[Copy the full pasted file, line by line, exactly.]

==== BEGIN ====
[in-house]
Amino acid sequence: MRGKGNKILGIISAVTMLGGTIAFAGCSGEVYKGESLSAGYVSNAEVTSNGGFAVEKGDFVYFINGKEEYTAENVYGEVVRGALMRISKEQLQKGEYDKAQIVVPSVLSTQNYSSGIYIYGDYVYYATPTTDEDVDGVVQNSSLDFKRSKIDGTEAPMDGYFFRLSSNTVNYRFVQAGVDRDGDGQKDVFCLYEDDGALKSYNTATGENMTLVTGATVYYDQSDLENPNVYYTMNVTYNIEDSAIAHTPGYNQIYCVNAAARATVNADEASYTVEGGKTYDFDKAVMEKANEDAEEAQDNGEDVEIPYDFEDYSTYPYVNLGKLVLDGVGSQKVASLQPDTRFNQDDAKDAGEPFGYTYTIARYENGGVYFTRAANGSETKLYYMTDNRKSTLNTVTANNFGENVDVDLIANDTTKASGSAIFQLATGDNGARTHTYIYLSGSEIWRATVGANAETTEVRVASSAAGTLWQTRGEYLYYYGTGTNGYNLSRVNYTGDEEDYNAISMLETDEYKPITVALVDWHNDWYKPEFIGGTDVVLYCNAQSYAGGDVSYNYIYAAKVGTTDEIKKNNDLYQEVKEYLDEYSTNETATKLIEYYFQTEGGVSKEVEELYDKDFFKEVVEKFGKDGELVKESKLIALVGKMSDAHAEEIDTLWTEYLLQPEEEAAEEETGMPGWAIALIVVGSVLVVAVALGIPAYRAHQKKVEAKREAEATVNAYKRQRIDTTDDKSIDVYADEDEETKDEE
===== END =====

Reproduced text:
[in-house]
Amino acid sequence: MRGKGNKILGIISAVTMLGGTIAFAGCSGEVYKGESLSAGYVSNAEVTSNGGFAVEKGDFVYFINGKEEYTAENVYGEVVRGALMRISKEQLQKGEYDKAQIVVPSVLSTQNYSSGIYIYGDYVYYATPTTDEDVDGVVQNSSLDFKRSKIDGTEAPMDGYFFRLSSNTVNYRFVQAGVDRDGDGQKDVFCLYEDDGALKSYNTATGENMTLVTGATVYYDQSDLENPNVYYTMNVTYNIEDSAIAHTPGYNQIYCVNAAARATVNADEASYTVEGGKTYDFDKAVMEKANEDAEEAQDNGEDVEIPYDFEDYSTYPYVNLGKLVLDGVGSQKVASLQPDTRFNQDDAKDAGEPFGYTYTIARYENGGVYFTRAANGSETKLYYMTDNRKSTLNTVTANNFGENVDVDLIANDTTKASGSAIFQLATGDNGARTHTYIYLSGSEIWRATVGANAETTEVRVASSAAGTLWQTRGEYLYYYGTGTNGYNLSRVNYTGDEEDYNAISMLETDEYKPITVALVDWHNDWYKPEFIGGTDVVLYCNAQSYAGGDVSYNYIYAAKVGTTDEIKKNNDLYQEVKEYLDEYSTNETATKLIEYYFQTEGGVSKEVEELYDKDFFKEVVEKFGKDGELVKESKLIALVGKMSDAHAEEIDTLWTEYLLQPEEEAAEEETGMPGWAIALIVVGSVLVVAVALGIPAYRAHQKKVEAKREAEATVNAYKRQRIDTTDDKSIDVYADEDEETKDEE